The sequel, Living Nightmare: Endless Dreams is a far better effort, and a great game overall. It’s also the only game in the series to feature full voice acting, which makes the game a lot better, but you can opt to get the version without voice acting for a smaller download. The graphics are more detailed, there is a greater variety in the environments, the effects are more crisp and animation definitely is improved. The game is also very intuitive and logical, and apart from one area in the game I had no real frustration or struggle with working out the problems I was given. The gameplay is very much identical to the first game, which isn’t a bad thing. It works better, the game is more interesting, and there are some genuinely freaky moments waiting for you in it that makes the experience very enjoyable. It also links back to the first game, but for risk of story spoilers I won’t say anything other than that it’s a nice touch if you’re playing through the whole series. That said, Endless Dreams is the most compelling of the three games, and the story is well written and told. I don’t have any criticisms to make other than the fact that it can be over too quickly, and the ending is rather abrupt.
The last game, Living Nightmare: Freedom, is perhaps the title that will spark a roller-coaster of emotions in you. Firstly, the game has a great visual design and it’s very atmospheric. While it’s unfortunate that voice acting is absent, the added cartoon sketches for story moments are pretty cool. The game makes a bold move in getting rid of the gameplay found in the previous two games, and instead is played using a text parser. Basically, you’ll use your keyboard to enter commands into the game for James to follow, such as “look” or “stand up” or “open door”, and on paper this sounds like a great way to play. However, while Freedom is a great concept and is perhaps the most interesting game in the trilogy, it’s sadly let down by a few things. The first and biggest is the unresponsiveness of the parser. It easily has the potential to completely put you off the game from the very first puzzle. For example, and this is a minor spoiler, you’ll need to place some chains under dripping water to loosen them. I sat there for a while, trying commands like ‘move under water’, ‘place chains under water’, ‘move chains under water’, ‘soak chains’ and ‘get chains wet’, but none of them worked until I got frustrated enough to go online and discover that ‘put chains under water’ was the answer. Another example is where you need to use a knife to cut a painting, but ‘cut painting’, ‘use knife on painting’, ‘cut painting with knife’, or ‘remove painting’ all don’t work, and in the end it’s ‘slash painting’ that gets the job done.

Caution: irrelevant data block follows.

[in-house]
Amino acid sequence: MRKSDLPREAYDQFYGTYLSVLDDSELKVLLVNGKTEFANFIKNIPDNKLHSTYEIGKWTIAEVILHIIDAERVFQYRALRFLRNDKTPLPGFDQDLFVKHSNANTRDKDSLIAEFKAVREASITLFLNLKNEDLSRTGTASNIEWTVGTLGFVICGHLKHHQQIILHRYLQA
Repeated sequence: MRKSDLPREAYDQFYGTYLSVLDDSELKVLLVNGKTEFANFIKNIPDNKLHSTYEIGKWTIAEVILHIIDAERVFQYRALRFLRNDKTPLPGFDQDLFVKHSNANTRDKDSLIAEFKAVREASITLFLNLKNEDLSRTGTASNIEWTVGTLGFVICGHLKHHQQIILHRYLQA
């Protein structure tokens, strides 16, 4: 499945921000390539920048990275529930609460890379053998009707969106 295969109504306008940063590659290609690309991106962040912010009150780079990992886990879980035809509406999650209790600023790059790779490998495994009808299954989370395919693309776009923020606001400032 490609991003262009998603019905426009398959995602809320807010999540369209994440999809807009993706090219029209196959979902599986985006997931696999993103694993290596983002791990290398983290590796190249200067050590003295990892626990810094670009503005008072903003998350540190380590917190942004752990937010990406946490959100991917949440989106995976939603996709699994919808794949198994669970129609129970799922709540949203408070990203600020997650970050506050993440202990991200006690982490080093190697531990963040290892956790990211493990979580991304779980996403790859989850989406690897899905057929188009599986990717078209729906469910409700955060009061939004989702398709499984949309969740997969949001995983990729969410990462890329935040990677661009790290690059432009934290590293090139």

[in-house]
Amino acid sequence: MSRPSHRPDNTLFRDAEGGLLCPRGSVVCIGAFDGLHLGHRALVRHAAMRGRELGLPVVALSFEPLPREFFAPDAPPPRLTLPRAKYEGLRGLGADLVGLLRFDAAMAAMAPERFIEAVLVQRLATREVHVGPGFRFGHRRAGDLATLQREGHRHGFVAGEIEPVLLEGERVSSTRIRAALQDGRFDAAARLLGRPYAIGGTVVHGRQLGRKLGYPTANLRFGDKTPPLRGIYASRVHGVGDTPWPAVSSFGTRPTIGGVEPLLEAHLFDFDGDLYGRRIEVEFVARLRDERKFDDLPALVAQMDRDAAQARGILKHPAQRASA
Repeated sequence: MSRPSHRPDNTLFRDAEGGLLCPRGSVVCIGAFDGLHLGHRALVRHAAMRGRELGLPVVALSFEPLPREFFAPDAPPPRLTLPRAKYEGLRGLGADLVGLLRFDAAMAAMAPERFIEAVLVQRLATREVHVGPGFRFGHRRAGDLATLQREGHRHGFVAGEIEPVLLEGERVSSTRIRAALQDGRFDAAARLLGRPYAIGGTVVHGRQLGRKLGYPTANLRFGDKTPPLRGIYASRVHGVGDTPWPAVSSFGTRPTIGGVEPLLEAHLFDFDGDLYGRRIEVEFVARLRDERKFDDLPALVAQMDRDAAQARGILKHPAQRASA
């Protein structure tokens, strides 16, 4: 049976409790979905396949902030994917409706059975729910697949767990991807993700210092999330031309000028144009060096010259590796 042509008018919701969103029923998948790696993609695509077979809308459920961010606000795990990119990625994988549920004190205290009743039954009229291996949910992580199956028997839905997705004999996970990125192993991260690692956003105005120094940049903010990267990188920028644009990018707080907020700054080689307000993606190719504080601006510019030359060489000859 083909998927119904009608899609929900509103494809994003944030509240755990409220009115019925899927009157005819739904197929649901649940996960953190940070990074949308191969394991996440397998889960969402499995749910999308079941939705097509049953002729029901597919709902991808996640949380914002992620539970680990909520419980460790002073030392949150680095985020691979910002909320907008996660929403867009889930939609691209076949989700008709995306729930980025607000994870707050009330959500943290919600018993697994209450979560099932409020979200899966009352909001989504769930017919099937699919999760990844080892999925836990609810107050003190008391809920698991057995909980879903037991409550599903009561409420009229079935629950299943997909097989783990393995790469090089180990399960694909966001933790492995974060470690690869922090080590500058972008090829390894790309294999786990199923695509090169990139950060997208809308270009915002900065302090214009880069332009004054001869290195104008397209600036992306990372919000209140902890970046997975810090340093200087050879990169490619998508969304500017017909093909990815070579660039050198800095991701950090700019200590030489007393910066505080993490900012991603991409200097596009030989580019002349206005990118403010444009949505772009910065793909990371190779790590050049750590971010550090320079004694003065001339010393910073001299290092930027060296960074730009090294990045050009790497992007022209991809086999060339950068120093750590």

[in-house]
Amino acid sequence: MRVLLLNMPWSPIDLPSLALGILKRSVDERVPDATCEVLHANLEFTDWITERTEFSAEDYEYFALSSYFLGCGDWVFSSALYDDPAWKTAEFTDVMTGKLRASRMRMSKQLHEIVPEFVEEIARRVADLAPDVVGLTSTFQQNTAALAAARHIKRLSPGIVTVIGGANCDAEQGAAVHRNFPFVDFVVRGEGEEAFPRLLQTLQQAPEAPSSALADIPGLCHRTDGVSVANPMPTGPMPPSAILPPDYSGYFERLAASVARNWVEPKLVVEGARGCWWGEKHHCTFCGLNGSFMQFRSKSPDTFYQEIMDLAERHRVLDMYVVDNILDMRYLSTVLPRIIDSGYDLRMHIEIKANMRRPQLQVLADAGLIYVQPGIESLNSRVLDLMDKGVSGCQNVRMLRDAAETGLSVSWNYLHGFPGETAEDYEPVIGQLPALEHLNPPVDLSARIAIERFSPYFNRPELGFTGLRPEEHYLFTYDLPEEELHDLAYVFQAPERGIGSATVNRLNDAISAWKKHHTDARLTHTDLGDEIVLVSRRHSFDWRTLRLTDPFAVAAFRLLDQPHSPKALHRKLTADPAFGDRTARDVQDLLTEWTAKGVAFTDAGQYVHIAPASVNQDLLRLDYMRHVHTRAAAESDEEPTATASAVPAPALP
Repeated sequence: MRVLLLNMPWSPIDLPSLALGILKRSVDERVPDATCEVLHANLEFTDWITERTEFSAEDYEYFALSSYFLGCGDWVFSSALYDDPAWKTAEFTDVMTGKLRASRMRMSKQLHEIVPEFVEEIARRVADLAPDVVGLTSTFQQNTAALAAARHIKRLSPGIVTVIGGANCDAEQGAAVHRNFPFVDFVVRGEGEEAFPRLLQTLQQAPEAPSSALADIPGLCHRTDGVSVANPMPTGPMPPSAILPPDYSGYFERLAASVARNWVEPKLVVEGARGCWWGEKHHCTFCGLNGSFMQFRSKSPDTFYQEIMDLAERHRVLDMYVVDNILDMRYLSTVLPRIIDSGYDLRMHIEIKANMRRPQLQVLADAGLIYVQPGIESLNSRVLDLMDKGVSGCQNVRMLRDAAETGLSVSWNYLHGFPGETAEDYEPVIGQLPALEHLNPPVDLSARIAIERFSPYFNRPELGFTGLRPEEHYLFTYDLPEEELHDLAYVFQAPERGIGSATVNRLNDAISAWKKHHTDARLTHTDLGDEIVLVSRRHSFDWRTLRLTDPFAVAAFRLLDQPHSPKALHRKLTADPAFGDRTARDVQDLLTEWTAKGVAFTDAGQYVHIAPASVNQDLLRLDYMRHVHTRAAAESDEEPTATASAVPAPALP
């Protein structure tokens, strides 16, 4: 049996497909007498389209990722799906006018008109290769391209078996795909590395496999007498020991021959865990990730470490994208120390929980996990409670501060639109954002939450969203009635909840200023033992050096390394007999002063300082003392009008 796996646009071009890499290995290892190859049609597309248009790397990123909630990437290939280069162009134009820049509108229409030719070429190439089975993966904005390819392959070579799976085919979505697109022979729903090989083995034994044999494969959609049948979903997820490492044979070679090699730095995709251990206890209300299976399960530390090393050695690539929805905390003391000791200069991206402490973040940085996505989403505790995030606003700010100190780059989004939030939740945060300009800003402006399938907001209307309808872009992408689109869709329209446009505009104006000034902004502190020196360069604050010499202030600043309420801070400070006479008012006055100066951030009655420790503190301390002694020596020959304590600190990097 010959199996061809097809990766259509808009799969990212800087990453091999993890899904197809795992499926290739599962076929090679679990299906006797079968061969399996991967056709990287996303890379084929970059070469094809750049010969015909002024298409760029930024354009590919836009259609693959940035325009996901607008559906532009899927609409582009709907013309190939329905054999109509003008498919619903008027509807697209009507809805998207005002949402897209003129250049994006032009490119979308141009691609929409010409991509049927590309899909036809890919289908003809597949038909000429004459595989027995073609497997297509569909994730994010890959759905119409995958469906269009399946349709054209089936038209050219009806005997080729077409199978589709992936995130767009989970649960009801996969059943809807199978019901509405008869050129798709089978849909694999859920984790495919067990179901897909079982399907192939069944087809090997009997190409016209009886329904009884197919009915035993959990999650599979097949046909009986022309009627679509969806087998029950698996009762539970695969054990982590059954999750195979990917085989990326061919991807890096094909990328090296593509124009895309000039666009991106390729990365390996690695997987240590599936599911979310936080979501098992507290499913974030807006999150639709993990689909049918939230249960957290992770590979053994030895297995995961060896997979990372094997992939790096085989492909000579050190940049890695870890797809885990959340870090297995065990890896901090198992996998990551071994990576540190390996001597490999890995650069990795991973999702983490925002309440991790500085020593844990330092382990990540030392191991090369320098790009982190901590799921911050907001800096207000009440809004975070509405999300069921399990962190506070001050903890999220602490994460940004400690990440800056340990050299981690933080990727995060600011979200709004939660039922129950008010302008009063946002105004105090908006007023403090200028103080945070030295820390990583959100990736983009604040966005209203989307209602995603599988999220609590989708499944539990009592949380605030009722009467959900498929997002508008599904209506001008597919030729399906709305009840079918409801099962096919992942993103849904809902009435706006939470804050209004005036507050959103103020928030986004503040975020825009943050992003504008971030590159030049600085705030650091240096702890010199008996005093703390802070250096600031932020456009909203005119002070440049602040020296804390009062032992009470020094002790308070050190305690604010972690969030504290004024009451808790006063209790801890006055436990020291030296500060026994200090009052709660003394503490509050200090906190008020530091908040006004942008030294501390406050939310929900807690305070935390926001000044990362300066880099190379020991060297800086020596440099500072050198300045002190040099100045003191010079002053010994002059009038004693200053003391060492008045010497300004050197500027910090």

The failing of the parser doesn’t just come down to a lack of synonyms and accepted phrases, but also because hints don’t always correspond to the commands you’ll need. For example, when entering a room it’s advised to type in the ‘look’ command because James will give a well written evaluation of his surroundings. However, even though the descriptions often describe things you think to be of importance, you actually can’t always interact with them, and it turns out they’re not important. On the other hand, some objects are omitted entirely from the descriptions. But the overkill for me was one or two instances where a word was used in a description from James, but when I tried to interact with what he was describing, using the same word, the parser didn’t accept it, and wanted something else. It’s a shame that the parser issue puts such a dent into this experience, because it’s actually a genuinely interesting game that you’ll want to finish, but I honestly wouldn’t blame you if you call it quits, because there’s a high chance that you’ll struggle and find the game extremely difficult. The worst part is that you’ll often know the solutions to the problems you face, but the parser will refuse to cooperate with you. I liked the idea of Freedom. It’s got creepiness, it’s got a great visual design, it’s a cool idea and there’s a good narrative in there. But I wanted to like the game itself, and unfortunately Freedom makes it extremely difficult. It’s an ocean of mixed emotions, even with the interesting story due to the plot holes that surface at the end and the lack of explanations given. It’s still intriguing though.
In the end, the Living Nightmare trilogy is a roller-coaster ride of ups and downs. There’s a good story here, an intriguing concept that makes you want to play through the series, and a great second game. The first game is hardly memorable or interesting, and the third is a mixed bag because it could have been a really strong finish to the series, but instead due to severe gameplay flaws it has a high risk of putting you off or making you struggle. I do like this series though, but at best I can say that because it’s free you can’t go wrong trying it out. However, be cautious of investing too much time into it if you find that it isn’t working for you. It’s a decent effort overall, but it could have been a lot better.